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AUG. 2430, 2016

100 years young: Clarence B. Grovatt celebrates


More than 195 people help well-known Tabernacle farmer mark a century of birthdays
By BRIGIT BAUMA
The Sun
It is not often that someone gets
to live to be 100 years old. However, Tabernacles Clarence B.
Grovatt achieved that milestone a
little more than a week ago.
The Grovatt family, friends and
government officials came out on
Saturday, Aug. 13 to celebrate
Clarences 100th birthday on Aug.
15. More than 195 people came to
the celebration at the Tabernacle
United Methodist Church where
Clarence received cards, gifts,
desserts, a proclamation and a
key to the township.
I
was
dumbfounded,
Clarence said about his birthday
party.
Clarence didnt think his 100th
birthday party would be a big celebration, however his daughtersin-law Cynthia and Pat said they
had to do something. It started
with just families and friends, but
grew into so much more when
they were contacted by multiple
people wanting to honor Clarence
for his 100th birthday.
On behalf of the Township
Committee, Mayor Stephen Lee
IV gave Clarence a key to the
township along with a proclamation. A representative from Congressman Tom McArthurs office
spoke about Clarence, too. Local

BRIGIT BAUMA/The Sun

Clarence Grovatt recently celebrated his 100th birthday with family,


friends and township officials. Here
he stands in front of his cornfield
that he used to farm, but now rents
to the Russo family. Earlier this
year, Grovatt helped plow the fields.

businesses donated flowers and


cake for the celebration.
A highlight of the birthday
was The New Spirit Quartet, one
of Clarences favorite singing
groups, singing Happy Birth-

day to him, and he was named


an honorary member of the Ever
Ready Hunting Club. Of course,
Clarence was happy to see family
and friends from near and far.
Clarence was born on Aug. 15,

1916, in the Grovatt family farmhouse on Springside Road in Rancocas. His parents were Nelson L.
Grovatt and Jeannette (Friend)
Grovatt. He grew up with his
older brothers Edward, Russell,

Howard, Walter and his sister


Alice VanSciver and younger sibling Nelson Jr.
Clarence came from a family of
farmers, his grandfather being
one, and worked on the farm
since he was 5. Clarence said they
didnt have machines back then
to farm, everything was by hand.
He remembered going from hoes,
to horses and machines, and to
his familys first tractor with
metal wheels. Clarence said his
father asked him before his brothers to learn to drive the tractor.
After graduating high school,
Clarence worked for his dad on
the farm during the summer and
in the winter worked at Buds
Manufacturing plant in Philadelphia. He said it was around the
time of the Depression, so many
people were laid off, but he kept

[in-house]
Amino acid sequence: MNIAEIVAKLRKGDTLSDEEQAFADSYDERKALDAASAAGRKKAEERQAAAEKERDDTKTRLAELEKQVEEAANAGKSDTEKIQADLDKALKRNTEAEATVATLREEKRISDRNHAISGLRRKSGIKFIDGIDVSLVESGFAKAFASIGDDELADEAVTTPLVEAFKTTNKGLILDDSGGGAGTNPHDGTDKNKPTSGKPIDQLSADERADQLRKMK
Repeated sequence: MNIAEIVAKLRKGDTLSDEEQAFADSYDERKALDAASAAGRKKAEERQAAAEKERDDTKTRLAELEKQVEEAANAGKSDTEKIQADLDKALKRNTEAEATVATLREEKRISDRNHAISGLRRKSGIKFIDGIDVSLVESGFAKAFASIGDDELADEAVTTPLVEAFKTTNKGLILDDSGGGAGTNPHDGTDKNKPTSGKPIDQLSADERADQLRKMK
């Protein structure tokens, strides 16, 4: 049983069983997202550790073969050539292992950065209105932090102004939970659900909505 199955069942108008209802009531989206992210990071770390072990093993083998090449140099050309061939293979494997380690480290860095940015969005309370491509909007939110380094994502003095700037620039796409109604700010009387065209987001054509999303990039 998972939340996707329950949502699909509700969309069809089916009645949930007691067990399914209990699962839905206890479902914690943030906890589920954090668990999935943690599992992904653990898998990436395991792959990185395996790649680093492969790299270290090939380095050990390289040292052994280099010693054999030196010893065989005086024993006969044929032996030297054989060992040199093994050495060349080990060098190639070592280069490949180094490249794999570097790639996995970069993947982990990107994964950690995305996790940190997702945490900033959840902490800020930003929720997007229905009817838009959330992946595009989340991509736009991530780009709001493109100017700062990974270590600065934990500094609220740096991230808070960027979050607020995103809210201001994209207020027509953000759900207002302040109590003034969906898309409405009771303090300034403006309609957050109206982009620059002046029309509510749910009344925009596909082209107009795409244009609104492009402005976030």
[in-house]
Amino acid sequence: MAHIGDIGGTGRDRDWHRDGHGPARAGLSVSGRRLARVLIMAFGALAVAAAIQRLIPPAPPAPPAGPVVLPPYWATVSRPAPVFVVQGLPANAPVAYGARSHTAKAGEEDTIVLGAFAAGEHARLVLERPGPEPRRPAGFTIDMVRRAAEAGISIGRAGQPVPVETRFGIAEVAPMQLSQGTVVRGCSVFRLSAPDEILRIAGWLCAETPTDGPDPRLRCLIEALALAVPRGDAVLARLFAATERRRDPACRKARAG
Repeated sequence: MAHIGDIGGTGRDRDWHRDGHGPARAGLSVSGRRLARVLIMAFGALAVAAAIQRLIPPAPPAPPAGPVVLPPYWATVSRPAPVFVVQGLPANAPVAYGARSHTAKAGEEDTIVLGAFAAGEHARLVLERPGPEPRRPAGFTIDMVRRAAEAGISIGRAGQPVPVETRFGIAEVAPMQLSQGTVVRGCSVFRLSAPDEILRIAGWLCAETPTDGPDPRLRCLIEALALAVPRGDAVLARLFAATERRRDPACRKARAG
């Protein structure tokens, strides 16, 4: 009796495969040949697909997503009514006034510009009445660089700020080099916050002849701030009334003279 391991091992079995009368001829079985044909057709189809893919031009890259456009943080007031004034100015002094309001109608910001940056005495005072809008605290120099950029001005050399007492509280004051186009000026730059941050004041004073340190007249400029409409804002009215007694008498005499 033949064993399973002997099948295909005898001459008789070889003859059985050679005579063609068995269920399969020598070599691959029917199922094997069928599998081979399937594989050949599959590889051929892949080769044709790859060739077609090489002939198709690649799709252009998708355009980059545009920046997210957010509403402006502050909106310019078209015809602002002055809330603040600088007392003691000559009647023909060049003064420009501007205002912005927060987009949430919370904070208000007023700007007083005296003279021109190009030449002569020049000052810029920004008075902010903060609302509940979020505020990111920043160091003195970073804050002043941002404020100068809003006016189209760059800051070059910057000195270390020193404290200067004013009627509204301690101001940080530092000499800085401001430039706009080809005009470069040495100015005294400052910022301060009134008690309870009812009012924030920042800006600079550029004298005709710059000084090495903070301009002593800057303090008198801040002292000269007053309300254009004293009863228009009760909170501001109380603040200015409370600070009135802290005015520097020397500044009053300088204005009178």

being transferred to different departments, finally ending up in
welding.
In 1939, Buds Manufacturing
changed to Chevrolet Chassis to
make airplanes. Clarence became
a full-time instructor, teaching
Rosie Riveters how to weld.
Each time the draft was up,
Clarence was excused.
In 1940, Clarence married his
wife Sadie Emily VanSciver. The
first time Clarence met Sadie was
please see GROVATT, page 12

INSIDE THIS ISSUE


Tabernacle BOE
District hopes to choose new
superintendent. PAGE 10

Calendar . . . . . . . . . . . . . . . . 8
Classified . . . . . . . . . . . . 1315
Editorials . . . . . . . . . . . . . . . 6

2 THE TABERNACLE SUN AUG. 2430, 2016

Newspaper Media Group acquires


The Sun Newspapers in New Jersey
Richard Donnelly, principal of
Newspaper Media Group and its
affiliates, announced that he has
acquired The Sun Newspapers
based in Haddonfield, from
Elauwit Media. The Sun Newspapers are published weekly in nine
towns in South Jersey as well as
in Princeton in Central Jersey.
The Suns have won numerous
awards for distinguished journalism over the last decade, including a number of awards from the
Society of Professional Journalists in 2014, 2015 and 2016 in categories competing with daily
newspapers.

Donnelly, president of Donnelly Distribution in Pennsauken,


recently purchased Broad Street
Media, where he was a minority
owner. This acquisition represents his intent to grow the business in key markets and further
build out Broad Street Medias
news and content enhancement
strategy.
Journalistic excellence and
community involvement is a key
piece of our strategy, Donnelly
said. This transaction cements
us further in key communities in
New Jersey, and enhances our
team with a high-quality editorial

component.
Joe Eisele, publisher of The
Sun Newspapers, will continue to
lead the advertising and business
operations of The Sun group. Tim
Ronaldson, executive editor and
general manager, will continue to
lead news and production. Dan
McDonough Jr., founder and
chairman of Elauwit Media, will
join the Newspaper Media Group
team as a consultant helping to
leverage the news and digital acumen of The Sun Newspapers for
the entire Newspaper Media
please see NEWSPAPER, page 9

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856-234-9567

With coupon.May not be combined with others offers.


Not valid on prior sales or estimates.
Must present coupon at time of sale

www.cherryswindowsidingroofing.com

4 AUG. 2430, 2016

Volunteer
opportunities
fair Sept. 17
The Burlington County Library System in participation
with The Volunteer Center of
Burlington County will host the
Adult, Youth and Family Volunteer Opportunities Fair. The fair
will take place on Saturday, Sept.
17 from 10 a.m. to 1 p.m. at the
Burlington County Library, 5 Pioneer Blvd. in Westampton.
Representatives from various
organizations will offer volunteer
opportunities for individuals and
groups.
For more information, please
call The Volunteer Center of
Burlington County at (856) 8949311 ext. 1492 or email volcenter@hotmail.com.

Historical Society
meets Sept. 8
The next regular meeting of
the Tabernacle Historical Society
will be held on Thursday, Sept. 8,
at 7:30 p.m. in the Community
Center on Hawkins Road. The
meeting is open to the public and
refreshments will be served after
business has been concluded.

Please recycle
this newspaper.

Gary F. Woodend, MBA, JD


5-C N. Main Street Medford, NJ 08055
609-654-5489 or visit

www.WoodendLaw.com

AUG. 2430, 2016 THE TABERNACLE SUN 5